I wouldn’t normally see a Frat Pack comedy in theaters. That’s what mainscreen entertainment on United Airlines flights is for. But as a Google alum, I was curious to watch the The Internship. So I went to see it this weekend, with a group of current and former Googlers. Spoiler alert: It’s
[Update 7/1/2013: Since BI decided to link to this post, and at least one person who worked on the movie took offense, I’ve revisited this and have some clarifications.
I regret the use of the word ‘terrible’. From a craft perspective the movie is actually very well-made. The BI writer is correct in saying that my objections pertain to sociology, not moviemaking. But when the movie mocks ‘my people’ as laughable stereotypes, I take that personally.
There is PLENTY to poke fun at in Silicon Valley. Our inflated sense of self-importance, for one. In fact, the best moment of the movie is when Max Minghella’s character, assembling his rival team, asks an intern:
- “Where did you go to school?”
- "The University of-"
That had the ring of truth to it. It was a deft poke at Google’s (former?) obsession with academic excellence.
But the movie made too few forays down that path, and instead went mostly for stereotype-pandering, especially of women. If you’re offended by my review then I’m sorry, but I’m also offended by your movie…
But then again, I thought Dodgeball: A True Underdog Story was hilarious, and it had plenty of even more ridiculous stereotypes. So it’s possible I’m taking this too personally, or am a hypocrite.]
To an ex-Googler the movie may be mildly entertaining. Not because it’s particularly funny, but as an extended game of “spot the cafeteria”. And I don’t mind the obvious nonsense, such as the Hunger Games-like intern job competition, or the apparent lack of any distinction between different roles at a company. I can stomach those as fictions necessary to create a story. No, what makes The Internship excruciating is the lazy pandering to every imaginable Silicon Valley stereotype.
Asian math genius in thrall to a tiger mom? Check. Over-accented older Indian man in a sweater vest? Check. Nerds with poor social skills? Check. And, worst of all, sexually repressed female executive in need of a good shagging from Owen Wilson? You betcha.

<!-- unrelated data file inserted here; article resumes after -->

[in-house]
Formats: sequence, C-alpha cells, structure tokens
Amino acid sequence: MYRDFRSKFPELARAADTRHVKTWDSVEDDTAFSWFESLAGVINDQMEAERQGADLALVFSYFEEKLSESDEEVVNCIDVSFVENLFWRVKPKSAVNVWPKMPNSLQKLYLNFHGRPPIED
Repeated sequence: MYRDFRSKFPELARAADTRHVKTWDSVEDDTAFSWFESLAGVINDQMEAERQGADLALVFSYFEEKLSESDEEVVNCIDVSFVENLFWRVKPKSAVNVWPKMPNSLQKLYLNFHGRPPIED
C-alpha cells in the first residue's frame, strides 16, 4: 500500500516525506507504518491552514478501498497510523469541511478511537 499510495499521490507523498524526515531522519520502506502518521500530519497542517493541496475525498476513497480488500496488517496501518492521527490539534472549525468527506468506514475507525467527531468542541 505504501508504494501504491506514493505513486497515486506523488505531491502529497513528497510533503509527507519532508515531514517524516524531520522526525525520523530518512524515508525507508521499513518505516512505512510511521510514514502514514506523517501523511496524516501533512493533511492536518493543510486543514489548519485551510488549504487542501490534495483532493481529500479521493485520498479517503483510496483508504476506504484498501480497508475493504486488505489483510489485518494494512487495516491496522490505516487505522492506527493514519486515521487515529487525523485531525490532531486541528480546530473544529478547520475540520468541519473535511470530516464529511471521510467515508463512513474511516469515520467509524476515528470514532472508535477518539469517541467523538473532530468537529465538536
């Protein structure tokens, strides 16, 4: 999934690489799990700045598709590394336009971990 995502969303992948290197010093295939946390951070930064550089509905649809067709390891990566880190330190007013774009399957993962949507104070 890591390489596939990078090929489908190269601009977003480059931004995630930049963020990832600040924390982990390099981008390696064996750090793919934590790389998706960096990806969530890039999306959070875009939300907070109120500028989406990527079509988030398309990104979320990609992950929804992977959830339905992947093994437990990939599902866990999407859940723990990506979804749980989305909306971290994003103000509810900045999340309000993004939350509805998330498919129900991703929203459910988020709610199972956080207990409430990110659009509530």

In the regressive world of The Internship, if you’re a CS grad, the only way you can be conventionally attractive or good at sports is to be an antagonistic, cartoonishly evil brogrammer like Max Minghella’s character, and if you’re a woman, the only way you can gain seniority is to give up any semblance of a social life. Lean in on that, Sheryl Sandberg!
And forget about social skills - no one in this movie has friends, a relationship, empathy, powers of persuasion or basic teamworking ability, unless coached into them by the bros from Wedding Crashers.
The lovable band of misfits may technically be the heroes, but they exist primarily so that Owen Wilson and Vince Vaughn can condescend to them. All this does is reinforce every preconception outsiders have about the tech industry, and indeed every preconception non-engineers inside the tech industry have about their engineer colleagues.
Women Need Not Apply
However the worst thing about The Internship may be its treatment of female sexuality. We’re offered three insulting stereotypes: Rose Byrne’s aforementioned repressed executive, Jessica Szohr’s stripper-with-a-heart-of-gold, and the one interesting character in the entire movie: intern Neha Patel (ably played by Tiya Sircar, who deserves to be in a better movie).
Neha projects confident sexuality, so obviously it gets played for laughs (she’s into cosplay and hentai, naturally). And to top it all off, she ends up confiding to Vince Vaughn, in the creepiest scene of the movie, that she’s not as experienced as she pretends to be. My feelings were split between anger at the inability to allow a female character to own her sexuality and horror at the prospect of Vaughn making a move on her.
If I were a woman considering a career in tech, this movie would send me running for the hills.
The Internship portrays Google, and by extension the industry, as a nerd’s fantasy camp (OK, that part is true…) populated exclusively by douchebags and people on the Autism spectrum. Newsflash! Many engineers are normal, well-adjusted people with hobbies and interests that go well beyond muggle quidditch. Some of us are women! Some of us like movies other than The X-Men!
Few of us, however, will like this one.